- have information that identifies you personally (e.g., name and date of birth) that matches the personal identifiers on your passport or other travel documents; and
- be signed and dated on official letterhead that contains the name, address, and phone number of the healthcare provider or public health official who signed the letter.
Also see “What information must be included on the test result?” above.
If you have recovered from COVID-19 but are not able to obtain documentation of recovery that fulfills the requirements, you will need to show a negative COVID-19 viral test result from a sample taken no more than 2 days before your flight departs.
Airlines must refuse to board anyone who does not present a negative test result for COVID-19 or documentation of recovery.
The date your positive test was taken or the date your symptoms started is Day 0. You can travel on or after Day 11, which is 10 full days after Day 0. For example, if your test was taken or your symptoms started on January 1 (Day 0), you can travel on January 12 (Day 11).
Yes, the requirements of this Order apply regardless of vaccination or antibody status.
Airlines and other aircraft operators must be able to confirm the test result and review other required information and should determine when translation is necessary for these purposes. If your documents are in a language other than English, you should check with your airline or aircraft operator before travel.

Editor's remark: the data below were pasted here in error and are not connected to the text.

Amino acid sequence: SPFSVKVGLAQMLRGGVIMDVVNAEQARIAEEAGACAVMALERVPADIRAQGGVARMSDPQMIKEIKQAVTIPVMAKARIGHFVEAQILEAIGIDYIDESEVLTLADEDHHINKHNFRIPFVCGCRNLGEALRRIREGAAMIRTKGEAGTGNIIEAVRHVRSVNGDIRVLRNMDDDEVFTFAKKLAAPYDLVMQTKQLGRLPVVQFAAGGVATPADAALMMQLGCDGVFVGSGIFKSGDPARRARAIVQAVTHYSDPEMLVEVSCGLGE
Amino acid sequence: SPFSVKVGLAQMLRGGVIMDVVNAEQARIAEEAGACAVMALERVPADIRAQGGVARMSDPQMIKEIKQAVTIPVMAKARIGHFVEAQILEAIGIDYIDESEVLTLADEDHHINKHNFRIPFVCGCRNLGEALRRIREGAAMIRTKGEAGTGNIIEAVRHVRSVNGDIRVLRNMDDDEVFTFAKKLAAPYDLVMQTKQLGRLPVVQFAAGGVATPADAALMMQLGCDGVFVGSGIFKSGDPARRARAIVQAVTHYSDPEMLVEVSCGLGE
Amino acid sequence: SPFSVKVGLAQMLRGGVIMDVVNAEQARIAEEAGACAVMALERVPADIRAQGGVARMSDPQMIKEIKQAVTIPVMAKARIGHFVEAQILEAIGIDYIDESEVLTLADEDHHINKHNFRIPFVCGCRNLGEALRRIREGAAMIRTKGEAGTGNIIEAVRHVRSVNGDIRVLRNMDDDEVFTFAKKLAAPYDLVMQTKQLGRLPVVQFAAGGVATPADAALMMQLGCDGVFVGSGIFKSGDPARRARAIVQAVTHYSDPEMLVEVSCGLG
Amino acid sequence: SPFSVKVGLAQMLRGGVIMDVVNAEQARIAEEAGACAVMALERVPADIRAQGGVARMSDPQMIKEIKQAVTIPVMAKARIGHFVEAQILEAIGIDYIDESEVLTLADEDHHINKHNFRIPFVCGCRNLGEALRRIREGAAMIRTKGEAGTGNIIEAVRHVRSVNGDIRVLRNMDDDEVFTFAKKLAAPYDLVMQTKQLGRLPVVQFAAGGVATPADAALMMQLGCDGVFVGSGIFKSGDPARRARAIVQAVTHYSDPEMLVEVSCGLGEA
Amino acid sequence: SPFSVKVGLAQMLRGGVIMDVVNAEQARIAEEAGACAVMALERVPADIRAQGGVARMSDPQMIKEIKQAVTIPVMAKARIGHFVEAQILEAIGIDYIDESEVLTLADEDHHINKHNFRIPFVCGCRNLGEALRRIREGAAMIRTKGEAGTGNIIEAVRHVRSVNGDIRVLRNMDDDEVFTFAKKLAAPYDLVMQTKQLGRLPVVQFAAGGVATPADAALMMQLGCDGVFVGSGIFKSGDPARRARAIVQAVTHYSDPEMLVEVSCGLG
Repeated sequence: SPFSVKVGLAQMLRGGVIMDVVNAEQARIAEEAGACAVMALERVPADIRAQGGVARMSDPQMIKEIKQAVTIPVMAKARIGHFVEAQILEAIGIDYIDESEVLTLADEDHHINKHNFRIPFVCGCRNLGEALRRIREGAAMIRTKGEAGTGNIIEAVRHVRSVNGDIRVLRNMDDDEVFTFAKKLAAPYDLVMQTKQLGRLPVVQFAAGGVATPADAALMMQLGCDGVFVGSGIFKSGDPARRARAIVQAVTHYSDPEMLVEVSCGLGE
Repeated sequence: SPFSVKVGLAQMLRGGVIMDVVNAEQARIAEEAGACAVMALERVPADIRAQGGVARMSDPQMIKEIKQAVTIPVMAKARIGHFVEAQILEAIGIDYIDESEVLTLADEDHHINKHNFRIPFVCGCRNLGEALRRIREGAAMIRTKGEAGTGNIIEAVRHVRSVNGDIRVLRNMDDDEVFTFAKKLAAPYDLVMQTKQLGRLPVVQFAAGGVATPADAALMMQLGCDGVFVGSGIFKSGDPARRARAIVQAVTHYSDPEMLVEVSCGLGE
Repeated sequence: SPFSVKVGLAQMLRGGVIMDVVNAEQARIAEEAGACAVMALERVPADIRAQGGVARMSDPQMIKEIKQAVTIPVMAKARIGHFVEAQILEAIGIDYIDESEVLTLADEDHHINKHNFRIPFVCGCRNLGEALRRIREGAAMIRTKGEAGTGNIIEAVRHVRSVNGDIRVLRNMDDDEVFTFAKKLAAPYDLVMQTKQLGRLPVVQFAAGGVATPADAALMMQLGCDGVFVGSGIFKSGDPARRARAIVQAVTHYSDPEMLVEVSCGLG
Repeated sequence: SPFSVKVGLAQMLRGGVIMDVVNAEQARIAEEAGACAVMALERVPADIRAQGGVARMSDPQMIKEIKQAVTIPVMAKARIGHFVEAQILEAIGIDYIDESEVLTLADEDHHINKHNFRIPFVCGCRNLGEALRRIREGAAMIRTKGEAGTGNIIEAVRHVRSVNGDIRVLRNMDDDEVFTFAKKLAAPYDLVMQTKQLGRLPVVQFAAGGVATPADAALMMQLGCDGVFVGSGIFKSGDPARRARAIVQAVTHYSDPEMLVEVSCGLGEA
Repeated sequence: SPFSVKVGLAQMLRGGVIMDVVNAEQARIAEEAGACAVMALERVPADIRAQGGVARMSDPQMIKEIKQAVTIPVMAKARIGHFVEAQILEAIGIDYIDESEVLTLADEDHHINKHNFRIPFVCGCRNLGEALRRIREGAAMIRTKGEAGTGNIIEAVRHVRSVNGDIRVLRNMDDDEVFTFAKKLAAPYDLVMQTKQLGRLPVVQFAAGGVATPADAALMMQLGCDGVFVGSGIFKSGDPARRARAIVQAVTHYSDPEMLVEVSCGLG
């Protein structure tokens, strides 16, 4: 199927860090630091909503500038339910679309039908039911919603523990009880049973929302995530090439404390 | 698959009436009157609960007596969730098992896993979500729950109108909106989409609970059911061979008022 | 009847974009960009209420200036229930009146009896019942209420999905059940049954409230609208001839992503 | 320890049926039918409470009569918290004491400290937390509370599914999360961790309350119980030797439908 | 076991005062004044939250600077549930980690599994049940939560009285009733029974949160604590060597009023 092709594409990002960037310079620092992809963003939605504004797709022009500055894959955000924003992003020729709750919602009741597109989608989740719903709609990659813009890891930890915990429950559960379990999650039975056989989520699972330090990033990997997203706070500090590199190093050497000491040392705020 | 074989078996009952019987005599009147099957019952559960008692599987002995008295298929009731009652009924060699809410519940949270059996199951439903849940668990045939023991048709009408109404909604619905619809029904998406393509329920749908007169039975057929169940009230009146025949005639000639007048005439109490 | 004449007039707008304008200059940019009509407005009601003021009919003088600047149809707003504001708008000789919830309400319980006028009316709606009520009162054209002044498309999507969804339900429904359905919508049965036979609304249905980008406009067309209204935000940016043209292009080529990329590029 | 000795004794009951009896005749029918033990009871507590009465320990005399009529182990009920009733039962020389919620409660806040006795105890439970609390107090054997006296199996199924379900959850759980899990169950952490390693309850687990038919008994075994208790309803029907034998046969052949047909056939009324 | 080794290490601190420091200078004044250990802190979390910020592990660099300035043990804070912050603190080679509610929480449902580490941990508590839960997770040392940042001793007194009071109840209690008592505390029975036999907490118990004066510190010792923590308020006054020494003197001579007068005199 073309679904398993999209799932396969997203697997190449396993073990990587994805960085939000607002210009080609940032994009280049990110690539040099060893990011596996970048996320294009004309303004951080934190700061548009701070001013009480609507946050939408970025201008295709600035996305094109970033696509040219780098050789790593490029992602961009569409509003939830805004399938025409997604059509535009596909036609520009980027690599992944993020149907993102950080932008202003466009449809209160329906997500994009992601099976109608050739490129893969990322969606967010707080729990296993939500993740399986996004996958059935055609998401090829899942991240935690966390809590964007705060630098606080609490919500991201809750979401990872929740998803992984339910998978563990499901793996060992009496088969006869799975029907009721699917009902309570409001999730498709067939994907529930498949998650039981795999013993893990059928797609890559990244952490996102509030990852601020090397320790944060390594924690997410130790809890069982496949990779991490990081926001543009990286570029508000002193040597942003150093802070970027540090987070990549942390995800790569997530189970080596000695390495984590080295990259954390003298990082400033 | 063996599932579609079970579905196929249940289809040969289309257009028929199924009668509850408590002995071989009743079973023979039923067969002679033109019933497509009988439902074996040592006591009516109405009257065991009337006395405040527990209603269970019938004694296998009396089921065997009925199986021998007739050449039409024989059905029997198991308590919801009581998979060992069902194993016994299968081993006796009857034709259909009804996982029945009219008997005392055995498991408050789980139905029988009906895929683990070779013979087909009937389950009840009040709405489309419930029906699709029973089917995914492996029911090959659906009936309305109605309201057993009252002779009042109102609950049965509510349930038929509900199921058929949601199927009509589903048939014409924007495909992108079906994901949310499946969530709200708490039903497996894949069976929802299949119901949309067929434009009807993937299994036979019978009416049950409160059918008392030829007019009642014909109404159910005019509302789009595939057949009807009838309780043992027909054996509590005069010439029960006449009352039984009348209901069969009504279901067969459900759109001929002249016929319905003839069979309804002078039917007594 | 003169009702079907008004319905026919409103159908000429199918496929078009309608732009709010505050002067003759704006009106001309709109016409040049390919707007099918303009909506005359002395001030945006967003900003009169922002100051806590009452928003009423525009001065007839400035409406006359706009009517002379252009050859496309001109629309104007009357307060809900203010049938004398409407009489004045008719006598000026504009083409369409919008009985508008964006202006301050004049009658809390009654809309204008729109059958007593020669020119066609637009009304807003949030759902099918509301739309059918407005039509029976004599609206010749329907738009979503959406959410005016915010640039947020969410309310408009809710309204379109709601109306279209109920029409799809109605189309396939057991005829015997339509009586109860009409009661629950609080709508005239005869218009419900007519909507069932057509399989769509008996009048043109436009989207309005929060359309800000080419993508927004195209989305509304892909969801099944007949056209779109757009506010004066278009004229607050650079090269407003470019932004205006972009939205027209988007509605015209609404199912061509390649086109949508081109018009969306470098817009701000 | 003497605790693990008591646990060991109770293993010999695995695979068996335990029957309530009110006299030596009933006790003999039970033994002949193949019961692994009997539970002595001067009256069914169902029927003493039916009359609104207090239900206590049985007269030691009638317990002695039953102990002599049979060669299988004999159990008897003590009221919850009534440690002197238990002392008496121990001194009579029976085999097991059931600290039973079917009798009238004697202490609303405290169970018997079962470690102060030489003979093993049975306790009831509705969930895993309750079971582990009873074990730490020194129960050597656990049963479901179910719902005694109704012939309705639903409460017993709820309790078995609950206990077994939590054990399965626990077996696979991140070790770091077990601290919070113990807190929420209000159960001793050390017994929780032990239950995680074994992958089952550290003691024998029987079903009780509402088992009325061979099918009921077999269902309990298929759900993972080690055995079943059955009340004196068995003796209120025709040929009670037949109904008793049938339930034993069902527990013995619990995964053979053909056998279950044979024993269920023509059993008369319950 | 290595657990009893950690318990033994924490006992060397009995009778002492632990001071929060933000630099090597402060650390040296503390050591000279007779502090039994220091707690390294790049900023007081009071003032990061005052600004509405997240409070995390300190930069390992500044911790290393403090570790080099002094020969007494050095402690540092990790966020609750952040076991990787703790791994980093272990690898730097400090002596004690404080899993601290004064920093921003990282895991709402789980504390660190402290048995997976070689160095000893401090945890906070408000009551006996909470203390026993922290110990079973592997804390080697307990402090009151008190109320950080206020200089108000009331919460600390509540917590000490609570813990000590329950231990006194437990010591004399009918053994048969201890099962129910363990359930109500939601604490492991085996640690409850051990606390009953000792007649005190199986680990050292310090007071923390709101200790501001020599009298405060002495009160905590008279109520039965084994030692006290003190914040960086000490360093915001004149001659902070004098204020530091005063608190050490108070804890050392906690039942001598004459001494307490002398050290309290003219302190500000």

You are required to retain a paper or digital copy of your negative test result or documentation of recovery for the entirety of your itinerary to the United States as federal public health officials may request to see these documents when you arrive. State, territorial, tribal and/or local health departments in the United States may also request them under their own public health authorities.
If you are 2 years of age or older and traveling to the U.S., you must get tested no more than 2 days before your flight to the departs from China, Hong Kong, Macau, or a Designated Airport.
The 2-day period is 2 calendar days before the flight’s departure. The Order uses a 2-day time frame instead of 48 hours to provide more flexibility to the air passenger and aircraft operator. By using a 2-day window, test acceptability does not depend on the time of the flight or the time of day that the test sample was taken.
For example, if your flight is at 1pm on a Friday, you could board with a negative test that was taken any time on the prior Wednesday.
If a trip is shorter than 2 days, a viral test taken in the United States can be used to fulfill the requirements of the Order as long as the specimen was taken no more than 2 days before your return flight to the U.S. departs. If your return travel is delayed longer than 2 days after the test, you will need to be retested before your return flight.